All organizations take future planning seriously. They look at trends in their industries, market dynamics, product or service development, and other issues that will affect their ability to grow and thrive in their industry sphere.
But when the Committee of Sponsoring Organizations of the Treadway Commission (COSO) looks into the future, it examines all industries and takes a top-to-bottom view of the organizational hierarchy.
COSO’s view starts with the integrity of accounting and finance systems, moves to the quality of internal controls, and then considers the value of placing a risk-aware culture throughout the entire enterprise―including into the boardroom.
COSO is now planning a number of 2018 activities to coincide with rolling out its recently updated ERM framework, “Enterprise Risk Management – Integrating with Strategy and Performance.”
These will include foreign-language translations of the framework, case studies to add to an understanding of how the framework can be used, and white papers on ERM-related issues such as cybersecurity, digitization, and the Internet of Things.
The committee will add a certificate program for ERM that is one step down from a CPA-like full certification program.
It will also be broadening the scope of ERM by building on a partnership with the World Business Council for Sustainable Development. The goal: to add corporate sustainability to the ERM processes of the world’s enterprises.
ERM & Sustainability
Enterprise sustainability fits comfortably within an ERM culture, says Bob Hirth, current COSO chair and a senior managing director for Protiviti.
“At its best, ERM is an ongoing process and a culture that lives throughout an organization, and it can benefit private as well as public companies and organizations.
“Sustainability of natural resources is important for the public good, of course,” he says. “But a sustainability problem can become a serious risk for an organization. Think of a food contamination for a wholesale supplier, and how that can damage a company’s reputation, as well as its bottom line. Or the penalties a company can incur for not treating toxic waste properly.”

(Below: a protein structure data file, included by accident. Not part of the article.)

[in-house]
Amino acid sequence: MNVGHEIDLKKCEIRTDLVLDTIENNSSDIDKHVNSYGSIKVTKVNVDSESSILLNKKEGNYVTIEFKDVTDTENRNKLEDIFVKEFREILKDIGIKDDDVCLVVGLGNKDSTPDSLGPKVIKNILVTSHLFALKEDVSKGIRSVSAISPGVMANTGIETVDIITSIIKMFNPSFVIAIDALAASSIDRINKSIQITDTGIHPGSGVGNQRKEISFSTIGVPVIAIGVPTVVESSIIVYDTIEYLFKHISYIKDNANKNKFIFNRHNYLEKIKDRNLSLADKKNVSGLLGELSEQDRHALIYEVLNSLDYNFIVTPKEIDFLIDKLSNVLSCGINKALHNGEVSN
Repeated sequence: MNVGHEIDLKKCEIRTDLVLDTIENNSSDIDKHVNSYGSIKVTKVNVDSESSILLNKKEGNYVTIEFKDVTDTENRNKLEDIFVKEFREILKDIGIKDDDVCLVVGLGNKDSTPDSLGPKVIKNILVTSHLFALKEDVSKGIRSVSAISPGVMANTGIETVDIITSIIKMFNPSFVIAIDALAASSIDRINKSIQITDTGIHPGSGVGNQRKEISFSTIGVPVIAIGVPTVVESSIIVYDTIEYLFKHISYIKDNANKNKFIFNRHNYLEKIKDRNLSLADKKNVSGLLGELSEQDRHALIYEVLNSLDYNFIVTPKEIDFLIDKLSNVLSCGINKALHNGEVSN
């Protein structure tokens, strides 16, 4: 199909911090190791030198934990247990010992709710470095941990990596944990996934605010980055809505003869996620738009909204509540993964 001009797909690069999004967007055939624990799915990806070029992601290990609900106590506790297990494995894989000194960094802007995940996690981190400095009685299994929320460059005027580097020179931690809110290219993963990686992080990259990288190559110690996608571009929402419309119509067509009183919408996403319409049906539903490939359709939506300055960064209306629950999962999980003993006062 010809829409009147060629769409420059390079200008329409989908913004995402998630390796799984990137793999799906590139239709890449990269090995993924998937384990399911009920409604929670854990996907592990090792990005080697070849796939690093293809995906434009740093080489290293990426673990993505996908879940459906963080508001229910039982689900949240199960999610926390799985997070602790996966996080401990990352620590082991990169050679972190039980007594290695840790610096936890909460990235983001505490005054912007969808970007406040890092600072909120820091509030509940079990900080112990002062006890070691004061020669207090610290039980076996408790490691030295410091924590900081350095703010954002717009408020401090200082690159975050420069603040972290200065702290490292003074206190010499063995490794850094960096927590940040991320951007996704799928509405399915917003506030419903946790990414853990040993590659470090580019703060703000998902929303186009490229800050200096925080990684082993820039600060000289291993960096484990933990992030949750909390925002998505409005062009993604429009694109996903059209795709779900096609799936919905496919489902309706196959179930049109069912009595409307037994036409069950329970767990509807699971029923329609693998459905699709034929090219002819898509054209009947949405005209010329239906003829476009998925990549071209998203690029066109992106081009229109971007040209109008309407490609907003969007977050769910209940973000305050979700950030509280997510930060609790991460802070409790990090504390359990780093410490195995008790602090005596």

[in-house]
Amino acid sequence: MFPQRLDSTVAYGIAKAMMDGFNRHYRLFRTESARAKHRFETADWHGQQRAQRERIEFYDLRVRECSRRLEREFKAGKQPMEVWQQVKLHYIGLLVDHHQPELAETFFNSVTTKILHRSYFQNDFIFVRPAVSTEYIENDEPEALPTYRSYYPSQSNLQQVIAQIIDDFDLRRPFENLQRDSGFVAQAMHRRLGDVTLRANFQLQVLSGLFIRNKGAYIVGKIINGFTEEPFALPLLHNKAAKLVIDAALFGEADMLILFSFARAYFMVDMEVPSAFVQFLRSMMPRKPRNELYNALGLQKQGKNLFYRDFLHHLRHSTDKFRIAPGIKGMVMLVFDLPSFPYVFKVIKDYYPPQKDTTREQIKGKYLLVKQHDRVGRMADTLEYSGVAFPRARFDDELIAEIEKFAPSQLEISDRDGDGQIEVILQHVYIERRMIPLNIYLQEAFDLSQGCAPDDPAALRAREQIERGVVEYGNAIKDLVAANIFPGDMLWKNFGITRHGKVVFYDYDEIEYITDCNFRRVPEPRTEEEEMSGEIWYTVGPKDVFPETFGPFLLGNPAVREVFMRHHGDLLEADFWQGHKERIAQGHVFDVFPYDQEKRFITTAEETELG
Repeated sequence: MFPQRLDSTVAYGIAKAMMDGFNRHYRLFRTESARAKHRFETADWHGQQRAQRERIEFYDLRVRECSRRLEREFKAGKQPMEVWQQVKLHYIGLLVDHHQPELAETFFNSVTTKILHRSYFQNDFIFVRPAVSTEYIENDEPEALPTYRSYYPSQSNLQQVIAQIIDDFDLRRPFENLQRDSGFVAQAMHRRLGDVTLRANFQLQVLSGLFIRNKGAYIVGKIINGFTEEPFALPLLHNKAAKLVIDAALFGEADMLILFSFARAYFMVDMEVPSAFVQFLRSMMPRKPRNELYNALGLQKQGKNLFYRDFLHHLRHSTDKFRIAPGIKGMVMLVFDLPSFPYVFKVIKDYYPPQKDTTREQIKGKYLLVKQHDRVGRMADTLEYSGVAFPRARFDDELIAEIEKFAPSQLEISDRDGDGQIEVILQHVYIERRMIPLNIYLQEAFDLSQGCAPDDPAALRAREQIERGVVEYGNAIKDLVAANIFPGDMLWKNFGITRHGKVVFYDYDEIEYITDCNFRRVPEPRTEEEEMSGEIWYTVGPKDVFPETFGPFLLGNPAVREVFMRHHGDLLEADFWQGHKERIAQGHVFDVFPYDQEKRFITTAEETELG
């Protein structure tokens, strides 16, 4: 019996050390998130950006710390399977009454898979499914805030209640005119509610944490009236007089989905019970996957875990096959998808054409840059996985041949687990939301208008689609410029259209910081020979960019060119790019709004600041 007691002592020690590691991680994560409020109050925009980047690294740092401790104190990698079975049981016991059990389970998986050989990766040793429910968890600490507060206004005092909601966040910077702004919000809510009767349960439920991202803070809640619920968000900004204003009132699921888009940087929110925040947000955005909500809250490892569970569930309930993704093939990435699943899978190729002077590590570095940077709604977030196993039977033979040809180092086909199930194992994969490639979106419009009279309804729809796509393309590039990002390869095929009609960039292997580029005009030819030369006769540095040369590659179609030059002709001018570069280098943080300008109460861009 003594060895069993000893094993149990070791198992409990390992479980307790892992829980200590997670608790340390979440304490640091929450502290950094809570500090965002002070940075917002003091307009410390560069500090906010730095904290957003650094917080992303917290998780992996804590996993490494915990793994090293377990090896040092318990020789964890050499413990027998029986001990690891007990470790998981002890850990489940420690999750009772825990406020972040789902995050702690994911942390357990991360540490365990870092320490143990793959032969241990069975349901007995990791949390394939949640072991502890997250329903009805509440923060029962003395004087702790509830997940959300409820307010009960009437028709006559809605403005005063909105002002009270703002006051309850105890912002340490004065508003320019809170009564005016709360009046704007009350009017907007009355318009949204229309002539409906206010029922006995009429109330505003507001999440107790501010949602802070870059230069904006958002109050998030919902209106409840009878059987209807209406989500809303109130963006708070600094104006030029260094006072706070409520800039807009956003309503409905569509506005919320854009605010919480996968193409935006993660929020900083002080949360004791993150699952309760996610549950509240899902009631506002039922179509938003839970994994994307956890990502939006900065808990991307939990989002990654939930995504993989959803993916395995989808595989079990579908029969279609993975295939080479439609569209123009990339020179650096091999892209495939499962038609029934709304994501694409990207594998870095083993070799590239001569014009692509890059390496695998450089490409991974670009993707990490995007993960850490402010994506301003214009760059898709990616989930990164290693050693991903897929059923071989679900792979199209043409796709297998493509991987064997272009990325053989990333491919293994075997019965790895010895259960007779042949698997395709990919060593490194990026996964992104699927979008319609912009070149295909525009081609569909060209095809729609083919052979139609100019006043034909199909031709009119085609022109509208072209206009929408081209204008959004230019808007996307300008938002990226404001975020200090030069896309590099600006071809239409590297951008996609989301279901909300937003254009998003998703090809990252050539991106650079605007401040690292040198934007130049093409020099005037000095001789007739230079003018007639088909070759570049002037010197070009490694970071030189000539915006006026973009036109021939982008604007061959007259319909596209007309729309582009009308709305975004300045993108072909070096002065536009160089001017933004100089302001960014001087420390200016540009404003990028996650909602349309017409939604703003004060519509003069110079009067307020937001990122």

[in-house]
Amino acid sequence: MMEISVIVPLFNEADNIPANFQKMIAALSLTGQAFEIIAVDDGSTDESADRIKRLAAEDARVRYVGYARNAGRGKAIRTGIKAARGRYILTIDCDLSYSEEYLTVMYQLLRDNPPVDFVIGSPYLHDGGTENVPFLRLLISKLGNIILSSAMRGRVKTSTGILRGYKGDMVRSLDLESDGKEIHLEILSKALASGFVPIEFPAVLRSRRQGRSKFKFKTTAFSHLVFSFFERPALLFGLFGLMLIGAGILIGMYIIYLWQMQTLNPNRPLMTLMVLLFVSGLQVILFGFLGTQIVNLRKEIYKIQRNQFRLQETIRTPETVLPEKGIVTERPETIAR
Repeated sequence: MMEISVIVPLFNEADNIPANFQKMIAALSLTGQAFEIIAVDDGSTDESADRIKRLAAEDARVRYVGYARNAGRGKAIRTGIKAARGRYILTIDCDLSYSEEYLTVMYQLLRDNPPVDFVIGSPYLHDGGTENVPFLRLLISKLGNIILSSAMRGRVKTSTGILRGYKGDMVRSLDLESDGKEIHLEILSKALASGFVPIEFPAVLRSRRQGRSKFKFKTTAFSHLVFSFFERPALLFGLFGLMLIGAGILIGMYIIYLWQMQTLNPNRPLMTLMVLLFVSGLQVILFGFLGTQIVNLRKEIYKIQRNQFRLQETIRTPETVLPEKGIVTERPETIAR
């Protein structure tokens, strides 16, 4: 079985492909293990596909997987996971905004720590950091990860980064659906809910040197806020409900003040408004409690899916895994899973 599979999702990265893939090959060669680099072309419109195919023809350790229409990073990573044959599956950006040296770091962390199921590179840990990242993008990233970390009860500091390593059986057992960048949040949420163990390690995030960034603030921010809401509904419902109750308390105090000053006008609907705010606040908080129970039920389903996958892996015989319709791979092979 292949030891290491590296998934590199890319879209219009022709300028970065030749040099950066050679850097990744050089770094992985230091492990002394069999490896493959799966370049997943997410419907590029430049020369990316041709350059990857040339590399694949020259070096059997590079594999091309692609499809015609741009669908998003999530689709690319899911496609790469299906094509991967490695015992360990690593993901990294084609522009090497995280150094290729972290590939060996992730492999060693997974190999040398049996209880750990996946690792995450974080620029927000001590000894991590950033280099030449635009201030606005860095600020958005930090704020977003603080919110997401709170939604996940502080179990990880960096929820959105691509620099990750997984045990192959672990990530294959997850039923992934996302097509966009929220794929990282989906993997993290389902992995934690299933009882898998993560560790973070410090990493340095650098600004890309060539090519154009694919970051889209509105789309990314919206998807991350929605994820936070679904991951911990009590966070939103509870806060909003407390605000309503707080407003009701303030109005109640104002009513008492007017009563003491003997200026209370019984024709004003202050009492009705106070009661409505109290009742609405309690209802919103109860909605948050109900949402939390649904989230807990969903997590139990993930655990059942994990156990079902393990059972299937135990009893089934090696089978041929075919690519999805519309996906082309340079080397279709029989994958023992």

Hirth says that risk awareness should permeate the highest levels of an organization, and should be factored in with strategic planning.
“Strategic planning means defining objectives in the context of a company’s mission, goals and values,” he says. “Those objectives must include metrics, and they must also take into account any relevant uncertainties.
“That’s where risk-awareness comes in. That’s where the process of identifying risks can bring sustainability issues to the surface. And no one needs to be reminded that we live in an imperfect world where things can change quickly.”
Challenges in 2018
In addition to rolling out ERM and sustainability programs in 2018, COSO is also considering how to help member organizations navigate some important challenges:
Ever-greater volumes of data will be available for analysis by organizations in all industries. Making the most of that will likely require advanced analytical and data visualization tools.
Artificial intelligence and automation
These tools will be able to uncover relationships, trends, and patterns that were previously hidden. But Hirth notes that it will be important the tool designs be carefully vetted as they take on greater and greater responsibilities.
Managing the cost of risk management
Hirth notes that ERM typically does not require major new investment. “Well-run companies are usually already doing a good measure of risk management in their normal processes,” he says. “For them, moving the ERM commitment up a notch will be more of an incremental spend.”
This comes as organizations integrate ERM into their culture and into their strategic planning. “This way, the organization can put in place capabilities for acting quickly, ahead of the potential problem,” says Hirth. “That can help them open up new opportunities that they might otherwise bypass.”
Read this blog next to learn how COSO’s latest update can help with your organization’s strategic planning.